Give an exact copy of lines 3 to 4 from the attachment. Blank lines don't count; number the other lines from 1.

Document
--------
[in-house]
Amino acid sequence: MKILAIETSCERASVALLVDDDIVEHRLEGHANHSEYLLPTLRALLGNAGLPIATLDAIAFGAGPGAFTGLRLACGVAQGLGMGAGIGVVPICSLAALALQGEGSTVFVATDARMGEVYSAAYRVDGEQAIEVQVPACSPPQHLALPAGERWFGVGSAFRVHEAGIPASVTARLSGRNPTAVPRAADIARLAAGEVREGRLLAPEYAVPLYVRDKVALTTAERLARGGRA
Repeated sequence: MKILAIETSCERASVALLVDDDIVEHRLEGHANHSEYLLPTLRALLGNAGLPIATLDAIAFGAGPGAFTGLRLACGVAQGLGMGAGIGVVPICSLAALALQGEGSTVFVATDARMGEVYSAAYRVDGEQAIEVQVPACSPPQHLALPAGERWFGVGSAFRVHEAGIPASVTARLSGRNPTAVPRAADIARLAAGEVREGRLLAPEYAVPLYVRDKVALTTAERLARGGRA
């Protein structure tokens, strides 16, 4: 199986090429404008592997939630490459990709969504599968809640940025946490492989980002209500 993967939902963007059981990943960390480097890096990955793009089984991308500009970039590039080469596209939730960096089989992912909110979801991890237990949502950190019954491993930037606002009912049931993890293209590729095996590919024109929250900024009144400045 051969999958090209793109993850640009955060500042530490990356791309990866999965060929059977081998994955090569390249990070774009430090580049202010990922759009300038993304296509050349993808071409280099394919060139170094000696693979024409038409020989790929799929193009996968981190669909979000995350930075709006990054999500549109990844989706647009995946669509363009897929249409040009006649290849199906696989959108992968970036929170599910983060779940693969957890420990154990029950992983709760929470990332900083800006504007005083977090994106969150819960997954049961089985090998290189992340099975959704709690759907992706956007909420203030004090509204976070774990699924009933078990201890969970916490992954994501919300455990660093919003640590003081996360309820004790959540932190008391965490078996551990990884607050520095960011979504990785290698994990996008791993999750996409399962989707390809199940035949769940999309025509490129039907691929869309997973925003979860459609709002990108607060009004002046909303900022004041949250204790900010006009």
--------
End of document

Repeated sequence: MKILAIETSCERASVALLVDDDIVEHRLEGHANHSEYLLPTLRALLGNAGLPIATLDAIAFGAGPGAFTGLRLACGVAQGLGMGAGIGVVPICSLAALALQGEGSTVFVATDARMGEVYSAAYRVDGEQAIEVQVPACSPPQHLALPAGERWFGVGSAFRVHEAGIPASVTARLSGRNPTAVPRAADIARLAAGEVREGRLLAPEYAVPLYVRDKVALTTAERLARGGRA
């Protein structure tokens, strides 16, 4: 199986090429404008592997939630490459990709969504599968809640940025946490492989980002209500 993967939902963007059981990943960390480097890096990955793009089984991308500009970039590039080469596209939730960096089989992912909110979801991890237990949502950190019954491993930037606002009912049931993890293209590729095996590919024109929250900024009144400045 051969999958090209793109993850640009955060500042530490990356791309990866999965060929059977081998994955090569390249990070774009430090580049202010990922759009300038993304296509050349993808071409280099394919060139170094000696693979024409038409020989790929799929193009996968981190669909979000995350930075709006990054999500549109990844989706647009995946669509363009897929249409040009006649290849199906696989959108992968970036929170599910983060779940693969957890420990154990029950992983709760929470990332900083800006504007005083977090994106969150819960997954049961089985090998290189992340099975959704709690759907992706956007909420203030004090509204976070774990699924009933078990201890969970916490992954994501919300455990660093919003640590003081996360309820004790959540932190008391965490078996551990990884607050520095960011979504990785290698994990996008791993999750996409399962989707390809199940035949769940999309025509490129039907691929869309997973925003979860459609709002990108607060009004002046909303900022004041949250204790900010006009």